Obama did yesterday what he will do this fall if the Democrats have the common sense to pass the health insurance reform bill. Start watching the video above at 9.30. I love his jab at Washington pundit bullshit. As I wrote in my column last Sunday,

The polling shows the bill isn’t as unpopular as the Republicans insist it is. In the latest poll of polls, about 48% oppose it and about 43% support it. That has been stable since November, as Nate Silver, the blogger, has noted. A Wall Street Journal poll found support at a mere 36%. But when the same sample was told what was in the bill everyone gets insurance; it does not end when you lose your job; no one gets denied insurance because of a pre-existing condition the support went up 20 points. Its component parts are far more popular than the total concept and more easily explained to the public. Just because Obama hasn’t done this so far doesn’t mean he won’t.

And now he has. This is the kind of argument that, in a recovering economy, could shift the dynamic back to the president's party. This is the Obama many of you voted for. Money quote (as inspiring as the campaign):

The insurance companies continue to ration health care based on who’s sick and who’s healthy; on who can pay and who can’t pay.  That’s the status quo in America, and it is a status quo that is unsustainable for this country.  We can’t have a system that works better for the insurance companies than it does for the American people.  (Applause.)  We need to give families and businesses more control over their own health insurance. And that’s why we need to pass health care reform -- not next year, not five years from now, not 10 years from now, but now.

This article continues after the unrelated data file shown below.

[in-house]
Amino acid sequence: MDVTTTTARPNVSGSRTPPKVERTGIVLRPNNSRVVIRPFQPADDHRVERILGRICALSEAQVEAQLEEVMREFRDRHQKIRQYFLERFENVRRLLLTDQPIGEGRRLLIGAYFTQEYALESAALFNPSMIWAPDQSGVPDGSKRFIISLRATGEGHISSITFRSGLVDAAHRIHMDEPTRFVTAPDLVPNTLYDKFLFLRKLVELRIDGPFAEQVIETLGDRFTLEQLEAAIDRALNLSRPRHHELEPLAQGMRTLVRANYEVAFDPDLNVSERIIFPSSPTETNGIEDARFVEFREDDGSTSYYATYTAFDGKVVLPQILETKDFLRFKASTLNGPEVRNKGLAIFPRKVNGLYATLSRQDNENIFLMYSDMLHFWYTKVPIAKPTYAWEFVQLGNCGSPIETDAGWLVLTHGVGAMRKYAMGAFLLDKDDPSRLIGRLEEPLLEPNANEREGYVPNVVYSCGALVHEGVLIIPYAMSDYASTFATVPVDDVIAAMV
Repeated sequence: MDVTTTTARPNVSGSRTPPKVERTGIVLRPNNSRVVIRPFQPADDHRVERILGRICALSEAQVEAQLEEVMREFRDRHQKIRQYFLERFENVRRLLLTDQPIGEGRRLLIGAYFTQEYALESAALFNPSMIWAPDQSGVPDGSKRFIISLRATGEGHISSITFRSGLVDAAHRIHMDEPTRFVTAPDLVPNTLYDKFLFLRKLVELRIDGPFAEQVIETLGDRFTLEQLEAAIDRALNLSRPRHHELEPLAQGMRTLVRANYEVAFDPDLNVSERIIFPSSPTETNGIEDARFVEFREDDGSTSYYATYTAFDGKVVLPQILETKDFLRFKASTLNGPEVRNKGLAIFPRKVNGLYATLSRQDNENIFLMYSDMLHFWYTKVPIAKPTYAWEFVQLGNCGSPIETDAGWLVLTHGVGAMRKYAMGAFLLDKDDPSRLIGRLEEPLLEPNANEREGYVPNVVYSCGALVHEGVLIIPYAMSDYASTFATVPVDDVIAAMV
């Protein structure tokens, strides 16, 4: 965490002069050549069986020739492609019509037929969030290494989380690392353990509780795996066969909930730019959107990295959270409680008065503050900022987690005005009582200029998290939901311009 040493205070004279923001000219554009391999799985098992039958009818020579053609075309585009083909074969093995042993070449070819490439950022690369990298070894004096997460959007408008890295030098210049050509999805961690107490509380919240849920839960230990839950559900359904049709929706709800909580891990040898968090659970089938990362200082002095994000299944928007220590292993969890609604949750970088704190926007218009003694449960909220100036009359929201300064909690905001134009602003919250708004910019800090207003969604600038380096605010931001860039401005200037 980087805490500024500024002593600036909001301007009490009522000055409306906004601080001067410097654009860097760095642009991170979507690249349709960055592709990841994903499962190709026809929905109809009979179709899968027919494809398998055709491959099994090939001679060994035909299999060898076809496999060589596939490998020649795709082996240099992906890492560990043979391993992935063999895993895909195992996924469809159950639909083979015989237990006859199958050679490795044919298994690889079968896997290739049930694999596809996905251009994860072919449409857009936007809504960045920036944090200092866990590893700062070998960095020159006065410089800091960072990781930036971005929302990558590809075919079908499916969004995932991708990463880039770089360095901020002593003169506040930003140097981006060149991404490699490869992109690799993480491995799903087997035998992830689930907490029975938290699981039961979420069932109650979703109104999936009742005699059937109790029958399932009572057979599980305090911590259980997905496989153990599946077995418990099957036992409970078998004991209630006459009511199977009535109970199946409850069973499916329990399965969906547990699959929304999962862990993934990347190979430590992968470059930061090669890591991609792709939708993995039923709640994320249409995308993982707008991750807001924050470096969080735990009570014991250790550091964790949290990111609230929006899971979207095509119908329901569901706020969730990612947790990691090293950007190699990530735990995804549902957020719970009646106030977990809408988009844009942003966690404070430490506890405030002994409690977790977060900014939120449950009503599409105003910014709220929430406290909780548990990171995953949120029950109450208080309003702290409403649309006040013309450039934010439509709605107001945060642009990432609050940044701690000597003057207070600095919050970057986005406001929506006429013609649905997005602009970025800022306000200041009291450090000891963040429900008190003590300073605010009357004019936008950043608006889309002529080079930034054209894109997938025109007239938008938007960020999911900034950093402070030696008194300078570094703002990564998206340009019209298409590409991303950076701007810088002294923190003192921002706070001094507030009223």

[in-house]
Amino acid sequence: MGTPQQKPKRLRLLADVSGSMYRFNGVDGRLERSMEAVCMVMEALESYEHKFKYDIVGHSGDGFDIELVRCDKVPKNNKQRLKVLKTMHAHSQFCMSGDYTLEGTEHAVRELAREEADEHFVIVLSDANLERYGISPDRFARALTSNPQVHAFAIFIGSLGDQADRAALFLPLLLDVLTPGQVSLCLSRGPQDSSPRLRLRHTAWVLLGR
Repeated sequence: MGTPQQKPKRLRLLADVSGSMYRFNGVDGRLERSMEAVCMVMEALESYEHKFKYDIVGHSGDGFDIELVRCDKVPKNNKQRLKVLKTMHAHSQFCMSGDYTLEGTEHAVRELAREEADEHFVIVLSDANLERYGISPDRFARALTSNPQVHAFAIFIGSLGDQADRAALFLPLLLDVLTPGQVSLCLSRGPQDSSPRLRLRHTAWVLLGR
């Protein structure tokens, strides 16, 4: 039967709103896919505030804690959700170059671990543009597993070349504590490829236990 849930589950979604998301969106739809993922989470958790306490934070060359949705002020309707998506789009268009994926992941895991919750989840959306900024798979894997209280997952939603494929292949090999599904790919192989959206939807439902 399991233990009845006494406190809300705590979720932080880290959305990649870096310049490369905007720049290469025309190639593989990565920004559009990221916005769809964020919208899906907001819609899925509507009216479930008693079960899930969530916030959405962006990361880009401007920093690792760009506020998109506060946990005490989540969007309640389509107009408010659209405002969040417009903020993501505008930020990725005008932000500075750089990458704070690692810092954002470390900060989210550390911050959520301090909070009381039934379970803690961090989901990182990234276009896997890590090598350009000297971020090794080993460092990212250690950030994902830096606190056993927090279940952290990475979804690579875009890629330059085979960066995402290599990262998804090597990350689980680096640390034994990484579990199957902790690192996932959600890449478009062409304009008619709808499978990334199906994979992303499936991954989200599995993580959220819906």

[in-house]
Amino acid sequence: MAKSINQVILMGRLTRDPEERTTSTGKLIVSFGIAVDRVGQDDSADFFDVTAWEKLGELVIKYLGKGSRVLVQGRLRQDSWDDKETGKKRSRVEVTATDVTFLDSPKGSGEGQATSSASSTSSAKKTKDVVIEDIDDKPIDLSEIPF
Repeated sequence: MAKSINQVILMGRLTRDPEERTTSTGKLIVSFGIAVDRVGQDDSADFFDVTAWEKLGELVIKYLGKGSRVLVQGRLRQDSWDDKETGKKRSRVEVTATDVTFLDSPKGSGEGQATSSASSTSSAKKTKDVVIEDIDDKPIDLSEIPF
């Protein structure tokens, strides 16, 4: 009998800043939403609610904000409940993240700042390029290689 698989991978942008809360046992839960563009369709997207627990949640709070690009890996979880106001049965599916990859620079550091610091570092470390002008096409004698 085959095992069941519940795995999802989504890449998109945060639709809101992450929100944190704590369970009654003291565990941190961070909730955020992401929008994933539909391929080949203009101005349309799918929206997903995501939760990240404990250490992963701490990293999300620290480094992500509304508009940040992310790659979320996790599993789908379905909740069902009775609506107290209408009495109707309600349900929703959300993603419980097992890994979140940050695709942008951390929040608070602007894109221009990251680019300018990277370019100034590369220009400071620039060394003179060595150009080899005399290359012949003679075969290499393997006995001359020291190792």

Now, since we took this issue on a year ago, there have been plenty of folks in Washington who’ve said that the politics is just too hard.  They’ve warned us we may not win.  They’ve argued now is not the time for reform.  It’s going to hurt your poll numbers.  How is it going to affect Democrats in November?  Don’t do it now.

My question to them is:  When is the right time?  If not now, when?  If not us, who?

So how much higher do premiums have to rise until we do something about it? How many more Americans have to lose their health insurance? How many more businesses have to drop coverage?

Think about it.  We've been talking about health care for nearly a century.  I’m reading a biography of Teddy Roosevelt right now.  He was talking about it.  Teddy Roosevelt.  We have failed to meet this challenge during periods of prosperity and also during periods of decline.  Some people say, well, don't do it right now because the economy is weak.  When the economy was strong, we didn’t do it.  We’ve talked about it during Democratic administrations and Republican administrations.  I got all my Republican colleagues out there saying, well, no, no, no, we want to focus on things like cost.  You had 10 years.  What happened? What were you doing?  (Applause.)

Every year, the problem gets worse.  Every year, insurance companies deny more people coverage because they’ve got preexisting conditions.  Every year, they drop more people’s coverage when they get sick right when they need it most.  Every year, they raise premiums higher and higher and higher.

Just last month, Anthem Blue Cross in California tried to jack up rates by nearly 40 percent -- 40 percent.  Anybody’s paycheck gone up 40 percent?

Attaboy. There is a very easy way to seize back the initiative: not Rahm-style surrenders to the Cheney right; not some kind of reframing. The same frame he won the election on: you want change or do you want nothing?

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